Patricia Highsmith's Queer Disruption: Subverting Gay Tragedy in the 1950s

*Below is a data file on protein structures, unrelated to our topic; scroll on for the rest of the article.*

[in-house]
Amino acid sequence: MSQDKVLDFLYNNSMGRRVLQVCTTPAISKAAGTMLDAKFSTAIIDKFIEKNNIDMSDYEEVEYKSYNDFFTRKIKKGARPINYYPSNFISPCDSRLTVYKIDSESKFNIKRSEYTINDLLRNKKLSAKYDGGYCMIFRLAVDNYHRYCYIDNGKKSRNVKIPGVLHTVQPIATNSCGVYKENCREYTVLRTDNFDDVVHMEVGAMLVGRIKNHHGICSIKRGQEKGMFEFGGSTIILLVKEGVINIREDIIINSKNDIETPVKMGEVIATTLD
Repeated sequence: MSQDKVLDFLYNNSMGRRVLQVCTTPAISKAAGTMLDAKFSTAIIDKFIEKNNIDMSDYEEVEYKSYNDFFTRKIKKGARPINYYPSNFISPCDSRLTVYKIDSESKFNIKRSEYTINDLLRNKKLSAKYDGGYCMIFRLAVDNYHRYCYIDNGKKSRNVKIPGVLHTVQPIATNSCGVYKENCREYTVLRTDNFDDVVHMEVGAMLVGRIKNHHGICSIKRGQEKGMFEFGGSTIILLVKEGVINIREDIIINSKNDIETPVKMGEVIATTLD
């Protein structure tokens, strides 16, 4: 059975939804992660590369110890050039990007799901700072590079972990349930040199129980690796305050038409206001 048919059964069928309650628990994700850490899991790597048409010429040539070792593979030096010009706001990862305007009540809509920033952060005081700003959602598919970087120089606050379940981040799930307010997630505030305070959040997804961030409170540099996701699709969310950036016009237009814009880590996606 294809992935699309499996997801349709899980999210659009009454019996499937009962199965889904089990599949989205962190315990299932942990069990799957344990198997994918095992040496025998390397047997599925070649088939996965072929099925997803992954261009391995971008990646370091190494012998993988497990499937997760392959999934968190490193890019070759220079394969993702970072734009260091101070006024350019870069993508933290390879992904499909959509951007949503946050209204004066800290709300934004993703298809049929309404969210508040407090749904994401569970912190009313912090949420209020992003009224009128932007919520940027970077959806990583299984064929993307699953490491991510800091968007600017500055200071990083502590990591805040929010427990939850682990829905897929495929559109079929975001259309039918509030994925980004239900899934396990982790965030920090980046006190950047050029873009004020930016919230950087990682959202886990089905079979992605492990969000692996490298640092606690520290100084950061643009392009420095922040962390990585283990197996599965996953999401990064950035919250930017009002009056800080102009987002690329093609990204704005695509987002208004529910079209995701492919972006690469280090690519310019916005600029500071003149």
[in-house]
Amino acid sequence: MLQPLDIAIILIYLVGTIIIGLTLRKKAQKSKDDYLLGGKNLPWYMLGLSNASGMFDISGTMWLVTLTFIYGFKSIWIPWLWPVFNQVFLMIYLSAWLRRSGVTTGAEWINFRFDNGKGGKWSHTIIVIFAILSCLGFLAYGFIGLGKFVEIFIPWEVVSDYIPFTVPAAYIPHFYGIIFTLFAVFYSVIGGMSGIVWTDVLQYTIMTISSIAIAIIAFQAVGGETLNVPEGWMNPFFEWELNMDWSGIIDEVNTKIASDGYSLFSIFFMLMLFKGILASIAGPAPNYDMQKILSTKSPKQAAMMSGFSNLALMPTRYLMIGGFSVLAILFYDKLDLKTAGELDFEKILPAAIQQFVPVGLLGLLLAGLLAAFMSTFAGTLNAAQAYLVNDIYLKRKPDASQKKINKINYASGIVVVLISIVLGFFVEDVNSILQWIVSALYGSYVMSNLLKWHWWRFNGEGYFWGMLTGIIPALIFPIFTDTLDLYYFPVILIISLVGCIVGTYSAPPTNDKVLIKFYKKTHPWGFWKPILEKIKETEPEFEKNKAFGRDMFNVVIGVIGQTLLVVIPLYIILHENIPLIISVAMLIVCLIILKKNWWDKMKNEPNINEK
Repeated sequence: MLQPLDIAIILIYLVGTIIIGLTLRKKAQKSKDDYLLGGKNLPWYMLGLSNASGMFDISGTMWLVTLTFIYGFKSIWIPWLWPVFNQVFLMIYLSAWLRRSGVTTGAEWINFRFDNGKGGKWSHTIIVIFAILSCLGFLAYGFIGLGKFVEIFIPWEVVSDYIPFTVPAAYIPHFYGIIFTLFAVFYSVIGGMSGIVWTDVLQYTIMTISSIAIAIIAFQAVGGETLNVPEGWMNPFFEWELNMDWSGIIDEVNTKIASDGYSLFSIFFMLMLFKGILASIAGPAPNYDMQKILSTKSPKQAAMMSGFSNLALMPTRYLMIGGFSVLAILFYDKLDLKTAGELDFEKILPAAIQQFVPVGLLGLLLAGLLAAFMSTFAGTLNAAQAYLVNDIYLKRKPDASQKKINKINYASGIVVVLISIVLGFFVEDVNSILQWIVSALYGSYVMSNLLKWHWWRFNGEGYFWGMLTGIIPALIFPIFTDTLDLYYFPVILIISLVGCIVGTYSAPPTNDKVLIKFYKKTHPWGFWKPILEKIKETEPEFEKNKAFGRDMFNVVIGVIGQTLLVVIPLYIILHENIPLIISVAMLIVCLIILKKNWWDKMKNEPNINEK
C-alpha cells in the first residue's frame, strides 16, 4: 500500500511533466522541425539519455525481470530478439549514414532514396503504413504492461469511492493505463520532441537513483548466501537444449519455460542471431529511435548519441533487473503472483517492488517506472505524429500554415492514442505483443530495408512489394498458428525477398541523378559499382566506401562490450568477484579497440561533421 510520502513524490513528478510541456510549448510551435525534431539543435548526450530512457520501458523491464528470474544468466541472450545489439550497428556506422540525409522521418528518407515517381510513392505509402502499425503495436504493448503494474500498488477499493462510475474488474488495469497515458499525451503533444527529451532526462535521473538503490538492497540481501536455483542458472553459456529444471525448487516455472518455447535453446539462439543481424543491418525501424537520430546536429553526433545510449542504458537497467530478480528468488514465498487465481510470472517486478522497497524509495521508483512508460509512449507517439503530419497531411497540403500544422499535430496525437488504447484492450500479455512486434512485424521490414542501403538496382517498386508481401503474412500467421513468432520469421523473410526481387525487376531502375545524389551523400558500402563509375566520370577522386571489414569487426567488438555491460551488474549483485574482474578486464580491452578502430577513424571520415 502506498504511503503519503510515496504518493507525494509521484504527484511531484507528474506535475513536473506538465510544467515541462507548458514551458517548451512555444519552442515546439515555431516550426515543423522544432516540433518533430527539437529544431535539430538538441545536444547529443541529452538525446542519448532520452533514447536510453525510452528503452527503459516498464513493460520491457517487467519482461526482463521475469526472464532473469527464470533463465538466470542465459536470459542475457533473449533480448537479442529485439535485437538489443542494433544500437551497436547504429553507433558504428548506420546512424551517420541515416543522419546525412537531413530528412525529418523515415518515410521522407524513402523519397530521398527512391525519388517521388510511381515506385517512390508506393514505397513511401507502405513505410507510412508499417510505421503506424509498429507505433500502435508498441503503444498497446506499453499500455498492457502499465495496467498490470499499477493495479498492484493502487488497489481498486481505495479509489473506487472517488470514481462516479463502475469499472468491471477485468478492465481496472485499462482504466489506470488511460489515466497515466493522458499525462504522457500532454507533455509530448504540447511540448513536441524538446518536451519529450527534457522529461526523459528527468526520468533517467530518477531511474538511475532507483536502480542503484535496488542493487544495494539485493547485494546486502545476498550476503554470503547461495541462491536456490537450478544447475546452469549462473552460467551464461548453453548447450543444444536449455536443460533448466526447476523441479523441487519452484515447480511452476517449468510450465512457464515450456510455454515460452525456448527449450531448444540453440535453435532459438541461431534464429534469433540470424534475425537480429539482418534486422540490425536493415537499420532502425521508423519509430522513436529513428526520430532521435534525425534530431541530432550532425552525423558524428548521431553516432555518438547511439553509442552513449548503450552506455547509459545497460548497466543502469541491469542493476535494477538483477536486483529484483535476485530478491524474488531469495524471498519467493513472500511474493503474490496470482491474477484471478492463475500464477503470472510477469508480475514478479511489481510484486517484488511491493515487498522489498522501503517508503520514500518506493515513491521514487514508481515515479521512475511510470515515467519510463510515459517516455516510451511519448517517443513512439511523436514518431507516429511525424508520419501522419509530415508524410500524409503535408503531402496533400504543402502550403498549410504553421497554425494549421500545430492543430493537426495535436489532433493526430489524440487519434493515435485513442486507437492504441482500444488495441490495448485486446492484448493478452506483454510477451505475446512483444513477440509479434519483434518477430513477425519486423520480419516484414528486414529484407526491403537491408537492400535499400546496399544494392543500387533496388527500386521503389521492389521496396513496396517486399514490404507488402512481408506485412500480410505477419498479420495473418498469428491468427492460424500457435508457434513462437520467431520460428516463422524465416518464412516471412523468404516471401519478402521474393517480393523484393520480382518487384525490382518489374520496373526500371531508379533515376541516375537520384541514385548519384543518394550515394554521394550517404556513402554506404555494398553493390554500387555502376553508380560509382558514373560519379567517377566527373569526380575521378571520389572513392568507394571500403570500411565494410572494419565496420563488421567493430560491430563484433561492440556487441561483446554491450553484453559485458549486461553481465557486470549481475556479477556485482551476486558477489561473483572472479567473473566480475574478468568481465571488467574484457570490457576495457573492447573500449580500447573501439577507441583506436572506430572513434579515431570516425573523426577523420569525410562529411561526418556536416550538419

Published in a time when tragedy was pervasive in gay literature, Patricia Highsmith’s 1952 novel The Price of Salt, published later as Carol, was the first lesbian novel with a happy ending. It was unusual for depicting lesbians as sympathetic, ordinary women, whose sexuality did not consign them to a life of misery. The novel criticises how 1950s American society worked to suppress lesbianism and women’s agency. It also refuses to let that suppression succeed by giving its lesbian couple a future together. My thesis assesses the extent to which the novel broke the conventions of gay literature, and how Highsmith was able to publish such a radical text in the conservative 1950s. The Talented Mr Ripley, a crime novel published in 1955, is more representative of both Highsmith’s work and 1950s homophobia. Tom Ripley is coded as gay through a number of often pejorative stereotypes, though the novel never confirms his sexuality. This makes it appear far more conventional than The Price of Salt. And yet, it treats Tom sympathetically and gives him a happy ending. Underneath the surface level homophobia is a story of gay survival and success, and once again Highsmith subverts the tradition of gay tragedy. However, because homophobic tropes are central to its narrative, it remains difficult to call Ripley a radical text. In placing the two novels side by side, my thesis draws out the complexity of Highsmith’s relationship with the gay canon. I find commonalities in the novels based on Highsmith’s interest in disrupting conventional morality. She achieves this disruption by humanising outsiders such as gays and lesbians, and constructing narratives in which they are able to find the freedom and happiness that the literature of the period usually denied them.